Abstract

The Albion Range, in southern Idaho east of the Antler orogenic belt and west of the Sevier orogenic belt, exposes a northeast-trending chain of four mantled gneiss domes. The Green Creek Complex (Precambrian [2.5 b.y.] gneiss and metasediments), which forms the cores of the domes, is unconformably overlain by the Paleozoic Dove Creek Group, consisting of sparsely fossiliferous metasediments approximately 22,000 feet thick. The basal quartzite and overlying schists, marbles, and thin quartzites are of probable Cambrian age. A massive quartzite and overlying schist and limestone may be Cambrian or Ordovician in age. Ordovician quartzite more than 7000 feet thick forms the middle part of the metasedimentary section, and this is overlain by massive pure dolomite, calcareous black schist, and quartzite of Ordovician through Mississippian(?) age. Devonian strata are thin or absent. At the top of the metasedimentary section are limestone, schist, and quartzite of the Pennsylvanian Oquirrh(?) Formation.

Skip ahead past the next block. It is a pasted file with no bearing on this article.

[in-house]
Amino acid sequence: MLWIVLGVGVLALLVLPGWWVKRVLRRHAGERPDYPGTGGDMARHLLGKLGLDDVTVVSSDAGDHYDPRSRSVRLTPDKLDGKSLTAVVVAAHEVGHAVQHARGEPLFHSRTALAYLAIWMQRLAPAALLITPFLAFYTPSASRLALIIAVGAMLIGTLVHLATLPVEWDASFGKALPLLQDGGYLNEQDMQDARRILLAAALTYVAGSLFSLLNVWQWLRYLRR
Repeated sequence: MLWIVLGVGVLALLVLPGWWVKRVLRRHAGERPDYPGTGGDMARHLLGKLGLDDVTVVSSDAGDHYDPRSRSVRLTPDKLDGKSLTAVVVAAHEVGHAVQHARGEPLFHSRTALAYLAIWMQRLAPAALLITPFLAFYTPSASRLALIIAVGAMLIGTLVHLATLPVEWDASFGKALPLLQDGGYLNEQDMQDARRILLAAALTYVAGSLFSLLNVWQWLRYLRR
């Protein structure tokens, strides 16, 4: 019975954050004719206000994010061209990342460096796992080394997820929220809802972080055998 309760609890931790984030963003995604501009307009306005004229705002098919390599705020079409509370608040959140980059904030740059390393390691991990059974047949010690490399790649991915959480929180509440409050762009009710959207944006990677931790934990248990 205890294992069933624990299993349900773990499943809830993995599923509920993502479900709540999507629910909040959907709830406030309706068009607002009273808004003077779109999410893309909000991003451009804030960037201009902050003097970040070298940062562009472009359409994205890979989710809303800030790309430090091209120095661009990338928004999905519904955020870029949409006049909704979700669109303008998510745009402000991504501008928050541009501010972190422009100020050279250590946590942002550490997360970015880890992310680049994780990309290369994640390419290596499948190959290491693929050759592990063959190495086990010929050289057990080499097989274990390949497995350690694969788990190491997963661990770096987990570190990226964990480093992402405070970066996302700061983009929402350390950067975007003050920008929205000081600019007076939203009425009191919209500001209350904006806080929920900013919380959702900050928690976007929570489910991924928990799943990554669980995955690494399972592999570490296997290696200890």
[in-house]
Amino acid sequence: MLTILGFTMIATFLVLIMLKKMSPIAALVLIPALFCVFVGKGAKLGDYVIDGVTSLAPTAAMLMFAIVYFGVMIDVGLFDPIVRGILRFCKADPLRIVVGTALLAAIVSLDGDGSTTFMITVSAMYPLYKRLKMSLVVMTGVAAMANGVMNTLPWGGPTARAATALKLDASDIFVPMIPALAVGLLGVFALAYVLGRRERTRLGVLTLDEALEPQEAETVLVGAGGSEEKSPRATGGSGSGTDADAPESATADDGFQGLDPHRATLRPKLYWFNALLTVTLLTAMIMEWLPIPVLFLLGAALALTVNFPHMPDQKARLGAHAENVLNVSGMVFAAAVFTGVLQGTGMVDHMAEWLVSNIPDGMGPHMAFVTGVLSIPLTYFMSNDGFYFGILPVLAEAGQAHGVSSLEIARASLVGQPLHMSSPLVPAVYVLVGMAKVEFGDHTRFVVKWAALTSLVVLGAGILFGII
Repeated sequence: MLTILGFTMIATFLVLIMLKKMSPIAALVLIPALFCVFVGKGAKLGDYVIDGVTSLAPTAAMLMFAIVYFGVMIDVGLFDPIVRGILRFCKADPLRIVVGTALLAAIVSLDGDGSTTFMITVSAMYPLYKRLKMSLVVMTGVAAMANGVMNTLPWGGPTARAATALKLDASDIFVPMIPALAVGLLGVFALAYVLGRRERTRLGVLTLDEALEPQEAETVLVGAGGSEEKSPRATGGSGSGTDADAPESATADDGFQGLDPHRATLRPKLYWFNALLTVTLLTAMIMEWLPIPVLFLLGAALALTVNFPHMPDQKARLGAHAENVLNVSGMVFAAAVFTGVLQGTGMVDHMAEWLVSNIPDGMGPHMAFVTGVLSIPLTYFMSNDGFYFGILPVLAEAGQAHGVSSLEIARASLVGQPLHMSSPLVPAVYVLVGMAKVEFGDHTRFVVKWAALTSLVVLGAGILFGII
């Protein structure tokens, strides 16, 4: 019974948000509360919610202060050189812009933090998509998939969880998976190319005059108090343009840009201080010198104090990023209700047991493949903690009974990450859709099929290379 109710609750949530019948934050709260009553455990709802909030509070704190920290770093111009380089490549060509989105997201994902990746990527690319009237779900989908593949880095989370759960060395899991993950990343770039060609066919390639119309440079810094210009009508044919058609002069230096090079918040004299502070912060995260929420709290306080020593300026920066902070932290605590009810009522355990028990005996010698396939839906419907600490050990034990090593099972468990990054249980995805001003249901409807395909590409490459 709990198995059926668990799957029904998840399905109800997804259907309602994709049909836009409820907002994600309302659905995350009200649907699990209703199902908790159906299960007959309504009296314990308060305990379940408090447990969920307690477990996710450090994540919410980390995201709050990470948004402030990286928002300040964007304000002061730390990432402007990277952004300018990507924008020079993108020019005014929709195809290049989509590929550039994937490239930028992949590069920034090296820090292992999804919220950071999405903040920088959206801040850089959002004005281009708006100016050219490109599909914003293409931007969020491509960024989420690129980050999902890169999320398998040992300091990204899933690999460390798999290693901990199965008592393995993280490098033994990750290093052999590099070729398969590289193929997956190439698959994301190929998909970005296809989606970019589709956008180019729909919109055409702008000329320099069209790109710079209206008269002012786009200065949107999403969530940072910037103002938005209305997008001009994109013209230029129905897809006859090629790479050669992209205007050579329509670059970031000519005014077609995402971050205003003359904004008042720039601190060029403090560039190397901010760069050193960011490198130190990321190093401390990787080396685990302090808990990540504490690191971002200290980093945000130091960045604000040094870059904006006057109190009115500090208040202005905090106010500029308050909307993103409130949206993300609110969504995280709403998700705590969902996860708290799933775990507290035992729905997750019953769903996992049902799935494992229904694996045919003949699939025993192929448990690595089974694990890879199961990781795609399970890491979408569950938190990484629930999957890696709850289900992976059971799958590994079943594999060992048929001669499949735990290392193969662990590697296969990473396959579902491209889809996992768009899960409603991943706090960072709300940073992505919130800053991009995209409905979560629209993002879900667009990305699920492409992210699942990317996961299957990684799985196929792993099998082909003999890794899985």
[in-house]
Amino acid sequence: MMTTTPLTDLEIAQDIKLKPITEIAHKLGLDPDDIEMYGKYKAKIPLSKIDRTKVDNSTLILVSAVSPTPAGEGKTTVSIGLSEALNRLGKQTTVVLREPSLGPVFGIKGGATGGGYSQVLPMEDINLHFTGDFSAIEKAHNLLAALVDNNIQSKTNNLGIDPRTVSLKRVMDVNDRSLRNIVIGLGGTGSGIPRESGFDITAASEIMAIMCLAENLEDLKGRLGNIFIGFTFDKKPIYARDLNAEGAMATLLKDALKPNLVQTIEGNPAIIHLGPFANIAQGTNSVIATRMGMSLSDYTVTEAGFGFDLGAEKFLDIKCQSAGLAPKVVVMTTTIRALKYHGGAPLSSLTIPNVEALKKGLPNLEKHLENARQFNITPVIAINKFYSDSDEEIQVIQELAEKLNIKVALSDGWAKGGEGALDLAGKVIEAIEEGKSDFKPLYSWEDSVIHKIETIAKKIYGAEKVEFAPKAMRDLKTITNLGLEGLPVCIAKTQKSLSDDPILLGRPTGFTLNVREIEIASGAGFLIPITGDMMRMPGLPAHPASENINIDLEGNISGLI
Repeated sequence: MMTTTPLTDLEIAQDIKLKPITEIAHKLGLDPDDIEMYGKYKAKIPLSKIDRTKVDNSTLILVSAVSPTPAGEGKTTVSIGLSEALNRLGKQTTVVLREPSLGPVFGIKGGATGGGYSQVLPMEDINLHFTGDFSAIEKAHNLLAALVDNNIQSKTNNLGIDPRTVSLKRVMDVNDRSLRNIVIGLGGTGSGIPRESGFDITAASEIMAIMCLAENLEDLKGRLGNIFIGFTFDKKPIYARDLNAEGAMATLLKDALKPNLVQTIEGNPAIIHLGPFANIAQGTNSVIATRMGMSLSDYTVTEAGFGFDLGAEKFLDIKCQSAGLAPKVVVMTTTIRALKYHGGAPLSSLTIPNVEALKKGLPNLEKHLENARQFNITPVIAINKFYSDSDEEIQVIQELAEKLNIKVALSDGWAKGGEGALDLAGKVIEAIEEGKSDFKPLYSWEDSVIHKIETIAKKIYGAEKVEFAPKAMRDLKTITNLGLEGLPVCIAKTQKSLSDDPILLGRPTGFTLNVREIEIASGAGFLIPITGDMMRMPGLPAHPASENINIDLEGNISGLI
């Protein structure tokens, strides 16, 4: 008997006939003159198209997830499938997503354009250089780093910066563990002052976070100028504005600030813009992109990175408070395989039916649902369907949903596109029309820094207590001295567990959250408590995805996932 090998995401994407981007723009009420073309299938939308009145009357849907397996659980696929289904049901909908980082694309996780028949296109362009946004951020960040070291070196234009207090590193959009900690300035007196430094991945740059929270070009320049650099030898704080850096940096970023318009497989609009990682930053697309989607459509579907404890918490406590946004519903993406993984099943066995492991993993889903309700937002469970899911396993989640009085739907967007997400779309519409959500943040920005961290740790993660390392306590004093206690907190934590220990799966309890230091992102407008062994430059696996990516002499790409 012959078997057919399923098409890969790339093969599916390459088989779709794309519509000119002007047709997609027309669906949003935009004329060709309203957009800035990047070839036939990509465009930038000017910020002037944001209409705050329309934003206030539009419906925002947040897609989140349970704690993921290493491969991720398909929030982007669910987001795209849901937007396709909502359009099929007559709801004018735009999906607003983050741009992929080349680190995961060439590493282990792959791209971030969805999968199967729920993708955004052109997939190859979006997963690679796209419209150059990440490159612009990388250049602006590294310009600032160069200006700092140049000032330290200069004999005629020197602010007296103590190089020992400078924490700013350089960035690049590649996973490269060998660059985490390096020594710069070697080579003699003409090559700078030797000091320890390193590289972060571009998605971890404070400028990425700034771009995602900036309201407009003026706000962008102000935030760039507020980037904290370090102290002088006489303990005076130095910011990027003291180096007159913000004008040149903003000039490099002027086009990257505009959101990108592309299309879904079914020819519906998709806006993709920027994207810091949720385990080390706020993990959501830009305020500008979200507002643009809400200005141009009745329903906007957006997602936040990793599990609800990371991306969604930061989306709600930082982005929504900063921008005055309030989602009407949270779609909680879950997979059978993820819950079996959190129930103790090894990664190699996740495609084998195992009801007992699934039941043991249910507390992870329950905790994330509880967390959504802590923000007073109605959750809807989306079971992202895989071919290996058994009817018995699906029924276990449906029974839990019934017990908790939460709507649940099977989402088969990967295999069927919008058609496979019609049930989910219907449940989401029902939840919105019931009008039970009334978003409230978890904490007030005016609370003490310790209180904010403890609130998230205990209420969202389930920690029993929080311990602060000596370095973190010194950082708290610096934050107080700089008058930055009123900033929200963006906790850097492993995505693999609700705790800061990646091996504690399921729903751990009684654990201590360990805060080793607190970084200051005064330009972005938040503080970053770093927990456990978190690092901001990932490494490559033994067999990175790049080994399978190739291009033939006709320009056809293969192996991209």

Younger Paleozoic sandstone, limestone, and chert, and Triassic(?) shale occur in fault contact overlying the metasediments. Cenozoic sedimentary and volcanic rocks unconformably overlie the deformed older rocks.

Metamorphic grade (greenschist and amphibolite facies) increases northwestward and downward in the area. Staurolite and kyanite occur in Cambrian rocks in the northern half of the range; cordierite, andalusite, and sillimanite occur in Precambrian rocks in the southern half of the range, but these may be due to Tertiary contact metamorphism.

Deformation during Mesozoic metamorphism produced two fabric systems; locally a Precambrian metamorphic fabric survived the younger metamorphism. Early bedding foliation and northeast-trending, northwest-vergent folds and lineations predated rise of the domes. Northwest-trending folds and lineations with northeast and southwest vergence were produced during and after doming; over much of the western half of the range these structures destroyed all older fabrics.

During the Oligocene (30 m.y.) a postkinematic adamellite stock—the Almo Pluton—and related granitic dikes were emplaced. Following emplacement of the pluton, uplift of the range accelerated to an average rate of .5 mm per year, bringing the gneiss domes to the surface from a depth of at least 10 km.

The Albion Range is part of a belt of rocks along the western part of the Cordilleran miogeosyncline which was affected by high-grade regional metamorphism during the middle of the Mesozoic. The metamorphic rocks are part of the Cordilleran infrastructure, which can be traced from California into southern British Columbia and beyond.

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